The Hunger Center offers a number of different for credit opportunities, including an introductory course in Hunger & Poverty, opportunities for independent study, internships, and a minor in Hunger Studies.
HSS / PSY 130 G (Grand Challenge)
The Problem of Hunger in the U.S.
3 credits, Spring course
The purpose of this course is to provide students an opportunity to learn about the problem of hunger from a multidisciplinary perspective. Students are exposed to information about the prevalence of hunger as well as to the research on the effects of hunger in populations at risk. Further, the course requires that students develop skills to critically assess and analyze the various causes of hunger. Finally, students are challenged through practical experience as well as through theoretical discussions to evaluate existing strategies used in the fight against hunger and to develop their own strategies for ending hunger in America. This course provides the foundation for those interested in completing a minor in Hunger Studies. It is typically offered every Spring, and fulfils the new General Education requirement a Grand Challenge course and the learning outcomes Social & Behavioral Sciences and Civic Knowledge & Responsibility.
PSY 489/HSS 470 (Internships & Independent Studies)
Students may enroll in undergraduate and graduate level independent study courses to examine various topics related to hunger, malnutrition and poverty. Individual topics are determined based on the student’s interest in consultation with faculty.
Examples of activities in which independent study/interns have participated include writing press releases, researching policy initiatives both locally and nationally, compiling data on specific hunger-related topics for publication, developing our web site, conducting literature reviews and/or data analysis of specific research related questions.
Students who have recently completed an internship, independent study, or Honors Project include (partial list):
- Sarah Lagasse, Human Development & Family Studies, Hunger Center Community Eligibility Provision Intern, Fall 2015
- Nicole Arruda, Nutrition & Dietetics, Farm Fresh RI Internship, Summer 2015
- Songvath Nay, Human Development & Family Studies, Internship, Summer 2014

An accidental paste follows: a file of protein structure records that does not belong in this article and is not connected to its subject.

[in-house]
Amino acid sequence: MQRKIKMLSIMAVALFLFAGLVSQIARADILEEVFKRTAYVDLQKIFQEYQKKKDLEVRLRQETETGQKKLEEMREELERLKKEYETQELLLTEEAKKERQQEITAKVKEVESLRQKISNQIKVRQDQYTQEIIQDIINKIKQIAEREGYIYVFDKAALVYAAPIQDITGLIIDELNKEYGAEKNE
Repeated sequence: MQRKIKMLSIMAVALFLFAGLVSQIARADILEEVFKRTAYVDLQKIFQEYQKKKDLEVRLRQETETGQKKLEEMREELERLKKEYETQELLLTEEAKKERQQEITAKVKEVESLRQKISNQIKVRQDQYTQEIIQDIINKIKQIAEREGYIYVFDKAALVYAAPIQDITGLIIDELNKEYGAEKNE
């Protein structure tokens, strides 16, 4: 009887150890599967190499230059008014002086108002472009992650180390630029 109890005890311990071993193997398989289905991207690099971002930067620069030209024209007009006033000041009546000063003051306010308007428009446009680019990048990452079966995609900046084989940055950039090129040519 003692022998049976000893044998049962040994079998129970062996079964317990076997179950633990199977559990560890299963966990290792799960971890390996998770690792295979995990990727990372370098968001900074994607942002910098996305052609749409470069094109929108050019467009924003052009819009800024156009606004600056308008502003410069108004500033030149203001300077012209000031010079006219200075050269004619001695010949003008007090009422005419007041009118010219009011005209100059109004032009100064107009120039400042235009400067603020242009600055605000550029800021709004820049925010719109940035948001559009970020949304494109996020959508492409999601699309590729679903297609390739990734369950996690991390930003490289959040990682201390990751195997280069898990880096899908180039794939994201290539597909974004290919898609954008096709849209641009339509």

- Duncan Stiller, Health Studies, Honors Project, 2014
- Brianna Cihi, Writing Intern, 2011
- Amanda Algarin, Psychology & Family Studies, Hunger Center Writing Intern, Spring 2010
- Andrea Russell, Pharmacy, Honors Project, Fall 2009
- Ana Orellana, Human Development & Family Studies, Supplemental Nutrition Assistance Outreach Project Intern, Fall 2009
- Jenny Allen, Human Development & Family Studies, Intern at Jonnycake Center of Peace Dale, RI, Summer 2009
For more information contact Professor Gorman, firstname.lastname@example.org.
HPR 310 – Hunger and Food Policy
This is an honors course offered on an occasional basis and attempts to answer the following question: Can the food system be economically viable and provide access to healthy and nutritious food for all?
Through the course, we explore different points of view regarding the causes and consequences of food insecurity and invite representatives of these different points of view to share their expertise and to provide students with the diverse and sometimes conflicting viewpoints inherent in creating community food security. By the end of the course, it is expected that students will have an appreciation for the complexity of the food system, an in-depth understanding of one aspect of the food system and the ability to make either programmatic or policy recommendations regarding enhanced food security in RI.
COURSES offered in the past include:
2004 HONORS COLLOQUIUM: Food and Human Rights: Hunger and Social Policy
HPR 201 (Professors Lynn McKinney & Kathleen Gorman) For a complete description, visit: www.uri.edu/hc/2004/index.html
Advocacy and Social Policy
The class was designed to provide students with hands-on experience in the legislative process. Students are exposed to background information in a platform of issues, trained in some basic organizing skills, and provided with opportunities to use these skills. The platform content is focused on basic needs for low-income Rhode Islanders. Substantive background on these core issues and the policies currently in place that address these issues is provided. The skills and experiences, while focused specifically on these issues, are applicable to any issues so that students who complete this course will be knowledgeable about the advocacy process in general and hence, able to use these skills regardless of the issue.